Monday, 1 March 2010
Tale of 2 journeys
Well one actually,
I tried to go from Limoux to Couiza the other day.
Bought my ticket like sensible person, from the machine as the office was shut for serious lunch break. Then a bus came, not a train. Office open, yawning type behind counter. I explained my predicament. 'Hello, I am an artist (bad move) and I have bought a return ticket to Couiza, so that I can sketch the train journey. I cannot do this on a bus.'
'Because I'll feel travel sick . . . no not really . . . it's a concept, I need to be on a train.'
'Can I get a refund? There was no sign saying the train would be replaced by a bus'.
'Madame you are mad — go and have a lie down on that bench outside'.
'No, I cannot authorize this. There is a perfectly good bus, and
you should have been on it, it takes you to the same place, and it has comfy seats'.
'But' . . .
Then realized that I am possibly mad, and that no one else would understand, or care . . . sob
Today I tried again. With success. Didn't buy a ticket. Sat by window drawing and feeling naughty, so went to find the ticket man. He was semi-asleep. Opening one eye he said: 'Madame, je suis mal . . . une autre fois.'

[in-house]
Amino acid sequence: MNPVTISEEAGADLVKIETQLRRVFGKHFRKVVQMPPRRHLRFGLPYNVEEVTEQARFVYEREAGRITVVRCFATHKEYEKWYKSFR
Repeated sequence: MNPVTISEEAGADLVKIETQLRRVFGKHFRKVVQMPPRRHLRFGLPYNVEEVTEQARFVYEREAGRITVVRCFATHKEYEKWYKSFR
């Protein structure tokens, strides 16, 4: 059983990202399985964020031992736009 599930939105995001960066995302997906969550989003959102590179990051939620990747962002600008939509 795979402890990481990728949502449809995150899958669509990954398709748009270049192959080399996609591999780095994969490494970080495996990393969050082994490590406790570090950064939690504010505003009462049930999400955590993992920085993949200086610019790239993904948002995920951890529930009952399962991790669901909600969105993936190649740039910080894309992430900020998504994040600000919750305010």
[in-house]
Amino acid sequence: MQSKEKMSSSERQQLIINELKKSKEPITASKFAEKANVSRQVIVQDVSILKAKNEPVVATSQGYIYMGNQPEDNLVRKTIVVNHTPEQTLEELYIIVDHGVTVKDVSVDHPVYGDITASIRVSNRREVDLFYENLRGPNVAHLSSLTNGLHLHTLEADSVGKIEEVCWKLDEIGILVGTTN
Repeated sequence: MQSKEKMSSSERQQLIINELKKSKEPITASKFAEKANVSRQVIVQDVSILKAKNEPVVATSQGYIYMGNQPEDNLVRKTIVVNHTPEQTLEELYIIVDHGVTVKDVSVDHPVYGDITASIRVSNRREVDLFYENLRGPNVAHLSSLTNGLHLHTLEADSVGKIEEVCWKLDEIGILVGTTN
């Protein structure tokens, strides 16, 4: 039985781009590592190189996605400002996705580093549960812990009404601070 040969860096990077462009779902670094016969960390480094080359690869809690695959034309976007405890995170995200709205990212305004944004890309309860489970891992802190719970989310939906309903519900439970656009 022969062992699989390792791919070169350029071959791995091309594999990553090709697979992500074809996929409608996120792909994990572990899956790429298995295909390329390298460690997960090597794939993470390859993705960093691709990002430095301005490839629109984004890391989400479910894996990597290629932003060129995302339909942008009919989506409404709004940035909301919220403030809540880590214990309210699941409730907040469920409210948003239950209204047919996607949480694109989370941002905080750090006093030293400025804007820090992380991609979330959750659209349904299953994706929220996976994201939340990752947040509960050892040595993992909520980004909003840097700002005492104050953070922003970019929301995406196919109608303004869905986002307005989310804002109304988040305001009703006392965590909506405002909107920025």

What did he mean? He had put his wife in the chest freezer and it was time to confess? He had eaten to much? Anyway free ride to Couiza.
Stood around in the village and looked at all the things that you notice when not driving. Glimpses of dark interiors behind net curtains, neat potagers (veg patches), dusty, once-magnificent doors etc. Had a coffee with my ticket money and wandered back to the windswept station.
Surprised to find the same ticket man; now vertical and keen to sell me a ticket, I asked him if he was now feeling OK. He said he was sorry about earlier but he had had 'une envie de rendre'. He let me off the trip from Limoux, and I paid the return. He thought I was odd taking a return trip and staying only half an hour at my destination. I explained with a wave of my sketchbook and he understood totally (?)
When I got home we looked up 'de rendre" and it was, as I thought, to be sick . . . give back what you took, or ate. Rather poetic.